Student Spotlight on Antal Berenyi

WingChun teaches a synergic awareness of the body and mind.
— Antal Berenyi

It is always with interest and pleasure that I read and share these Student Spotlights. Although we are on the same path, we each experience it uniquely, based on our backgrounds and personalities. Thus, I hope you find it enlightening to hear a fellow WingChun practitioner express his personal ideas about our common art.

A Middle Level student, Antal has already demonstrated the dedicated consistency and patient effort needed to advance into a maturing embodiment of real Self-Defense skill. I look forward to continuing to guide the development of his individual practice, and its specific contribution, within our broader community.

A happy WingChun warrior.

Name: Antal Berenyi
Graduation: 4th Student Level
Academy: HQ Berkeley
Instructor: Sihing Paul Wang
Started: October 2008
Occupation: Engineer
Hometown: Budapest, Hungary

How did you find WingChun?
I was messing around with a co-worker of mine during a lunch break. We talked about our martial arts experiences – I learned Jujitsu as a child and he was taking Taekwondo classes as an adult. We compared notes and naturally Bruce Lee’s name came up along with Wing Chun [Note: Wing Chun spelled as two words is a general term for the style, whereas WingChun spelled as one word specifically designates the IAW system.] during our discussion. Bruce Lee was my hero as a boy but I didn’t have the opportunity to learn Kung Fu then. Turned out that my friend knew some Wing Chun moves, namely from Chi Sao, which he demonstrated to me. This had re-kindled my martial arts interest to seek out a Wing Chun class around where I lived.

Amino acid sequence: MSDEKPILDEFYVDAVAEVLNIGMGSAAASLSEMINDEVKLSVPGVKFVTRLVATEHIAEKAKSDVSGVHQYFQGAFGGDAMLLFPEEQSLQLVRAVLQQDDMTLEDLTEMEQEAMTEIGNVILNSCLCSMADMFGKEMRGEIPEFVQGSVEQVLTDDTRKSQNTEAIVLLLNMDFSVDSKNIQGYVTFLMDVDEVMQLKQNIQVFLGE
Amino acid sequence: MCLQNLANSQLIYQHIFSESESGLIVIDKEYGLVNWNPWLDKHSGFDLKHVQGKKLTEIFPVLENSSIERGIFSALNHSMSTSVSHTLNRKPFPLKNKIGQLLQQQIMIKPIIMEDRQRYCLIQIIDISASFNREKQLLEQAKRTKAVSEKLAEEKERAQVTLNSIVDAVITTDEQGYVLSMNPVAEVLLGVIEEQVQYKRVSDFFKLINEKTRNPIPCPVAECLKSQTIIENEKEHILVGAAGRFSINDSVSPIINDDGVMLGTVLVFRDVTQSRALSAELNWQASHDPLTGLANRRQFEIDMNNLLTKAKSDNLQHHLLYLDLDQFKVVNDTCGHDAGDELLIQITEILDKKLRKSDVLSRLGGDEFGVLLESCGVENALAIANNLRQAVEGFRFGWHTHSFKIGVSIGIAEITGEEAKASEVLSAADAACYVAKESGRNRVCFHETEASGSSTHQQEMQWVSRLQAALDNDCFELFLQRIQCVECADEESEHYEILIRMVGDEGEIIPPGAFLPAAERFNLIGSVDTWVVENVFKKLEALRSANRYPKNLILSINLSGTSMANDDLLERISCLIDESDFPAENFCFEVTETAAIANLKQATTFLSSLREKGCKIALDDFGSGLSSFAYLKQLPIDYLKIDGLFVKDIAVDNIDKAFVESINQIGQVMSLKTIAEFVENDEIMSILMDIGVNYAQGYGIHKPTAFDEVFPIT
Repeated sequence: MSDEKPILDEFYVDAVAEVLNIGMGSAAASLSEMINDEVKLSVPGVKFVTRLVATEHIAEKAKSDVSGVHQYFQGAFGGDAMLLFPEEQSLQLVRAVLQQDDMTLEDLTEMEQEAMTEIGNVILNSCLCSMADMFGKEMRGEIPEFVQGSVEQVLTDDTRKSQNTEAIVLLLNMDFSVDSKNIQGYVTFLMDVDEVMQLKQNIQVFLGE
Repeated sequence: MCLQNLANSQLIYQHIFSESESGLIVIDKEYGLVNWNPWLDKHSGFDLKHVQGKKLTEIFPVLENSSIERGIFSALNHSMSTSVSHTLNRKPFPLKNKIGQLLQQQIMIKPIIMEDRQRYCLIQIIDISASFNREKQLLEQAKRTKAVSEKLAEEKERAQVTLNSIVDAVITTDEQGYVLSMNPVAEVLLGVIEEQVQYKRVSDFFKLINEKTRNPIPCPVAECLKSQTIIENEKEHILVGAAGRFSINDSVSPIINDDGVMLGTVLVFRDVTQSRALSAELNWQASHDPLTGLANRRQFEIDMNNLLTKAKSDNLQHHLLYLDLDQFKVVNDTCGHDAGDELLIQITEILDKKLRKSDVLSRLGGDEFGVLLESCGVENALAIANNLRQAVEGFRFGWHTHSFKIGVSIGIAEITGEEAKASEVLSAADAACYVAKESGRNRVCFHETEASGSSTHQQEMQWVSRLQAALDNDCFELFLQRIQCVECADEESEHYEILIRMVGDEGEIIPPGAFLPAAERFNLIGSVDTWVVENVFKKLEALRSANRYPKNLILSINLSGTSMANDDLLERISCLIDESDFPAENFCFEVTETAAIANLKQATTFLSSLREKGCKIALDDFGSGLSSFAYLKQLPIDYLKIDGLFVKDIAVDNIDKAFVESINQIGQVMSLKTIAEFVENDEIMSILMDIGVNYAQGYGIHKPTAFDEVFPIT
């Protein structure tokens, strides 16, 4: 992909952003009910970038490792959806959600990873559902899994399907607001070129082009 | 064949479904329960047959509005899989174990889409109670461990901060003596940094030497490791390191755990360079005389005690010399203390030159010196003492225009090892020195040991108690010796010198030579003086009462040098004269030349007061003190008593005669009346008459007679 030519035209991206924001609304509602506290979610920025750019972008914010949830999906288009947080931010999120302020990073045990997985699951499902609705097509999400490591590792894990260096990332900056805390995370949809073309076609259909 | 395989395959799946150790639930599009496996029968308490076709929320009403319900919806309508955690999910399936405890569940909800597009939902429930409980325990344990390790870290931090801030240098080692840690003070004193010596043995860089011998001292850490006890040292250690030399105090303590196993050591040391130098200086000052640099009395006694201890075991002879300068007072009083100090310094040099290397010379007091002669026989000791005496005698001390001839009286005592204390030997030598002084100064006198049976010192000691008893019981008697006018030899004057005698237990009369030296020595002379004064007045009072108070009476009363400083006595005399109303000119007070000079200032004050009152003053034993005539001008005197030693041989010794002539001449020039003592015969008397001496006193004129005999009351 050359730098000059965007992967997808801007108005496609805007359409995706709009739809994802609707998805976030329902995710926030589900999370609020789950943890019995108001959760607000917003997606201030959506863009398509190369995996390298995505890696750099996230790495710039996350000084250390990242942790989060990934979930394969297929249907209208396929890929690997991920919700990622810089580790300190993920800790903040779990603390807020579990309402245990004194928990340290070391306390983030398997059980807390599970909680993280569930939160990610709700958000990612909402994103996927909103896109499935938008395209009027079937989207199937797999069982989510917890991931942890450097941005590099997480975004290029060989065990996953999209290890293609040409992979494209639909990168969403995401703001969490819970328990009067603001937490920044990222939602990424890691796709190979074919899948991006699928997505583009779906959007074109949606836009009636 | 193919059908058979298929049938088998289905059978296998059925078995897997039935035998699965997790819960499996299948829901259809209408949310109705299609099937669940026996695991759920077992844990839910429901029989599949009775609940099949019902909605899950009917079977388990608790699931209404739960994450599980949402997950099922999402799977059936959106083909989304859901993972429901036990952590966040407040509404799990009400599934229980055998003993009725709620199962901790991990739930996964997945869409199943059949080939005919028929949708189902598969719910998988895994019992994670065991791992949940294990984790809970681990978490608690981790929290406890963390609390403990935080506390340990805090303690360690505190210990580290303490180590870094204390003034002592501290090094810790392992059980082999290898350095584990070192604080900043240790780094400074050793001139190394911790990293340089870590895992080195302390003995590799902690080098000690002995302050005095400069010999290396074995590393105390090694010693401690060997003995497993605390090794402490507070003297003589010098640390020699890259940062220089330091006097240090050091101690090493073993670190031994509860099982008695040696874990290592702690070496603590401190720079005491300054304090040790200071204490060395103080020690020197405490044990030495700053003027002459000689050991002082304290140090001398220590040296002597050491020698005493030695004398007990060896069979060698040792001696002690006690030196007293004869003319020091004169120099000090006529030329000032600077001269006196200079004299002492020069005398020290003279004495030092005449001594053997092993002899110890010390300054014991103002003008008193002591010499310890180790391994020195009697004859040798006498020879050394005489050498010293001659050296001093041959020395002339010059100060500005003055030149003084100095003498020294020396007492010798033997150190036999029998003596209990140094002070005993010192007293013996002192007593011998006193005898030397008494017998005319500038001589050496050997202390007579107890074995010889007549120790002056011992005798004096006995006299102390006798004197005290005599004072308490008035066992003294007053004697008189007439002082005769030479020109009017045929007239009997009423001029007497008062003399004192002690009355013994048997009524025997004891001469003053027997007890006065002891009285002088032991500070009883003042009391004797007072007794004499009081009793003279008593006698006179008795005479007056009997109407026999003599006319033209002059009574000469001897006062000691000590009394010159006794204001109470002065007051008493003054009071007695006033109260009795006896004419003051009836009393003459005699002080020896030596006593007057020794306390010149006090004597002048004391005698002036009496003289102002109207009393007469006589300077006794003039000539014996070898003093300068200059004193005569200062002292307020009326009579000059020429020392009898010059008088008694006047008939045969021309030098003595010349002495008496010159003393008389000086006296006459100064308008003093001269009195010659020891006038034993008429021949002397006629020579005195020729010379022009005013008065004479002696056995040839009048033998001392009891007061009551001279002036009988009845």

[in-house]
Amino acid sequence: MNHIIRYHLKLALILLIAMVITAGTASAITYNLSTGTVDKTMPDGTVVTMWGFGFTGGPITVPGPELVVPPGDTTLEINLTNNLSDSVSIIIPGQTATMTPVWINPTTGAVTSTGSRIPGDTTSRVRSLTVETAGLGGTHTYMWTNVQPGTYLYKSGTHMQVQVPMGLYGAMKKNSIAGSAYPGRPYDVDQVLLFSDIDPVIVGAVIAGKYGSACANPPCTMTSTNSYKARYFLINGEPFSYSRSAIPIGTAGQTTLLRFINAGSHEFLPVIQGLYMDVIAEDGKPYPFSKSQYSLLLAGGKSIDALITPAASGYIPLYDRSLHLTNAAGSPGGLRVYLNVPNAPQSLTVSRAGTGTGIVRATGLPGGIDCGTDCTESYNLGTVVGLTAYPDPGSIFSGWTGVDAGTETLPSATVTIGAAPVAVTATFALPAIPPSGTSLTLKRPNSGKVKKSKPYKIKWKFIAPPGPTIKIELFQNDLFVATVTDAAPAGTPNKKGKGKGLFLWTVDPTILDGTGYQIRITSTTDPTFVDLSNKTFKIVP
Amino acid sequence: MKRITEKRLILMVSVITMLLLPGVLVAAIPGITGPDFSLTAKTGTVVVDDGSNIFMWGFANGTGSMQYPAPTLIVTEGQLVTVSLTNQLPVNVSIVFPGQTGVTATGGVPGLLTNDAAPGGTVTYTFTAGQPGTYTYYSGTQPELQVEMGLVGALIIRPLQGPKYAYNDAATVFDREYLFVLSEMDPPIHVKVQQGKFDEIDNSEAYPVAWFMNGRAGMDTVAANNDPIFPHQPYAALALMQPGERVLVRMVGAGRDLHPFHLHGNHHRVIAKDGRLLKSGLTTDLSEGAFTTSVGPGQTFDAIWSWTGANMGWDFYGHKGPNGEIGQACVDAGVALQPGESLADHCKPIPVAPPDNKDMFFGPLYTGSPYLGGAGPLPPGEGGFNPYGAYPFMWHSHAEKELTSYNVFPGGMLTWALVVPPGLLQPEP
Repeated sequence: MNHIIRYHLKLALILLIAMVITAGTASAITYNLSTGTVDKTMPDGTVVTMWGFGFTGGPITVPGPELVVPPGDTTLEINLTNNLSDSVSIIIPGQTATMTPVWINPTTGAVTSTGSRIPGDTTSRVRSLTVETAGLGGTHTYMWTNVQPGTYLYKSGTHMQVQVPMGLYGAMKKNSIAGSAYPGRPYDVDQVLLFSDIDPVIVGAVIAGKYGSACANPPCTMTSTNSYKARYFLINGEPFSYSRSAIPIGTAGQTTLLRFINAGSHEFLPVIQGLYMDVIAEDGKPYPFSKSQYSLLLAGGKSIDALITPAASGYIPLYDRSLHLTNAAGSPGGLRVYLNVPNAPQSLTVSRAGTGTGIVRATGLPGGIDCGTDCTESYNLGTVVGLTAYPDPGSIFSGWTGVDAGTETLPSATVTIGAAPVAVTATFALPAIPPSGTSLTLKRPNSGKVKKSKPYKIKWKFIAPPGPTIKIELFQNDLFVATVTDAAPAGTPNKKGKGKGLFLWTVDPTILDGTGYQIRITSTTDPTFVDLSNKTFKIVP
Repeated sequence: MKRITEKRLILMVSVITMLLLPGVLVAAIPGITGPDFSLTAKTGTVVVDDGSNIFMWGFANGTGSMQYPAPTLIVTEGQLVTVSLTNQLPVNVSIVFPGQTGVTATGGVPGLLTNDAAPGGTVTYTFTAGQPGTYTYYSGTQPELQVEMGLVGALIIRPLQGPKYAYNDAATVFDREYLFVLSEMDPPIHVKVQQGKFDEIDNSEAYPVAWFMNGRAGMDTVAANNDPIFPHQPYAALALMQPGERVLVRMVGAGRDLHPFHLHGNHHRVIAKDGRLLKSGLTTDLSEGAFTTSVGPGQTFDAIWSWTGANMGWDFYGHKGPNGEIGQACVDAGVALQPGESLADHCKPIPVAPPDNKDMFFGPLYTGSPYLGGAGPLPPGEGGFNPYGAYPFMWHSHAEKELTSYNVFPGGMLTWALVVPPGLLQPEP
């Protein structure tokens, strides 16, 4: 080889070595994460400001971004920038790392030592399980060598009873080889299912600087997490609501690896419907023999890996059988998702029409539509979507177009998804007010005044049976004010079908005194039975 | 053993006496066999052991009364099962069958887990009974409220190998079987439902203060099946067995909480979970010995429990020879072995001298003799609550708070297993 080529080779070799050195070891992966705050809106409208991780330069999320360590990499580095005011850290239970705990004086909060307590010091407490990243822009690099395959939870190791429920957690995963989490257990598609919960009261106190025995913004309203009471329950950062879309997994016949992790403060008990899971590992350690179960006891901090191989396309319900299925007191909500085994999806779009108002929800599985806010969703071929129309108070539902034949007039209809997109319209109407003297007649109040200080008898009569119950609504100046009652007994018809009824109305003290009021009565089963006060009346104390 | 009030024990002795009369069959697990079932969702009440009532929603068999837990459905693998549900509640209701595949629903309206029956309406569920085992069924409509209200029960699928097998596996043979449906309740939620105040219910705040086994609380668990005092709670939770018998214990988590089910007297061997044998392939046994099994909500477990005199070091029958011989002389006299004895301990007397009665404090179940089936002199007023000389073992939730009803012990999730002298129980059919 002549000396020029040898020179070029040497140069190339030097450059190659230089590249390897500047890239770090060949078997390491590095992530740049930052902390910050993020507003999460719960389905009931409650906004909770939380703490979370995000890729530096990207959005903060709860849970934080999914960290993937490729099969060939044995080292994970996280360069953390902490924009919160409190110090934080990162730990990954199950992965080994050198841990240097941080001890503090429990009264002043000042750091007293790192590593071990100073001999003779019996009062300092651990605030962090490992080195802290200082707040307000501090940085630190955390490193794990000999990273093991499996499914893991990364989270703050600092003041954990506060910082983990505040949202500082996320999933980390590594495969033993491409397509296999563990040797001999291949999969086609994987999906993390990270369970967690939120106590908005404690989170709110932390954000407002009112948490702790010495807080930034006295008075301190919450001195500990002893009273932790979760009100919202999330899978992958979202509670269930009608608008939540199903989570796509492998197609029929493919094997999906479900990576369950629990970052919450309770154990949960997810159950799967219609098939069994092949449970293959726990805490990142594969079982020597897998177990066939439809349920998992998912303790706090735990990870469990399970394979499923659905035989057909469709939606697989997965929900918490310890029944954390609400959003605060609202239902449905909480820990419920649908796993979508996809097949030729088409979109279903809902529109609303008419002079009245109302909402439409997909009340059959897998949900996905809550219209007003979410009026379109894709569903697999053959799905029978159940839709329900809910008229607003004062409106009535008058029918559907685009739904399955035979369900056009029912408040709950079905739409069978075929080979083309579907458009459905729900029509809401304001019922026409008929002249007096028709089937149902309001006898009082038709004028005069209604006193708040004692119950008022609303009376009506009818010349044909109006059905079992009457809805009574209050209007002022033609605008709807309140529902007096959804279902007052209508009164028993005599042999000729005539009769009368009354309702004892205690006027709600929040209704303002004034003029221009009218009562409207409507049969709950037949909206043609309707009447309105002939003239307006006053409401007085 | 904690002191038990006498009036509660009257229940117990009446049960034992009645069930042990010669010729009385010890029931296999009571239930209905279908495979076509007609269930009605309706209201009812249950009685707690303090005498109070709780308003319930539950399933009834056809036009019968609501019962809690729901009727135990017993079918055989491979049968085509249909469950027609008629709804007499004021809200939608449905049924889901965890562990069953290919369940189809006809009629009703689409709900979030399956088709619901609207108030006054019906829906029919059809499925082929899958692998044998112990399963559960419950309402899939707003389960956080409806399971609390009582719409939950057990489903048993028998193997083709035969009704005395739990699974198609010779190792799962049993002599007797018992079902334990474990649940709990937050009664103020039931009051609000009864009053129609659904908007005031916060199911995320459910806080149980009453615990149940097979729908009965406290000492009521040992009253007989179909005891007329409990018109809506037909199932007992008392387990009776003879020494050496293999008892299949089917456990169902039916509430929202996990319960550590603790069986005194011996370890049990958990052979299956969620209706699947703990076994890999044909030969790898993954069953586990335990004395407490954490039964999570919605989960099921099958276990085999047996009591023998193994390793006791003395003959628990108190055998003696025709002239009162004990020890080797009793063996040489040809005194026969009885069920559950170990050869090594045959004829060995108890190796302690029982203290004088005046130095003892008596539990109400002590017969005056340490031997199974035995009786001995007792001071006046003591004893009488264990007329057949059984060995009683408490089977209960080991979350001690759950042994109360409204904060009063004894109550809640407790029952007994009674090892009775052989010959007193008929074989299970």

What got you to a trial class?
I went online and found that the nearest WingChun school was a five minute drive from where I lived! Since the introductory class was free too, I had nothing to lose and I just showed up for it.

What made you decide to join?
After the introductory class it was obvious to me that it was not just an introductory class but more like a re-introduction to something long lost but still familiar. The class had tapped into something in me that was buried for a long time – since my childhood. Not just one thing but rather a combination of elements that I don’t get to experience in my “civilized” daily life as an engineer. The intense awareness of my body – bone, muscle, skin, posture – the exciting but still safe simulation of an attack scenario with a training partner was what drew me. The casual camaraderie and mutual respect between teacher and student and between students was immediately apparent as soon as I walked in. I felt a welcoming invitation to a “tribe” of warriors bound by a common interest in bettering themselves.

Why is training important to you?
During my one year plus of practice it was reinforced during each class that WingChun teaches a synergic awareness of the body and mind. One hour and a half of training revitalizes me from the leaden tiredness after a daylong work. I improve myself and help others in the class do the same.

What are the benefits of WingChun?
Training twice weekly may not be much but it has improved my balance, strength and psychological ability to better deal with stress. It also helped in regaining strength in my knee after my knee surgery. WingChun is not too strenuous on the body so it allowed me to get stronger without hurting myself. You could perhaps get stronger in a gym but you’d be bored to tears.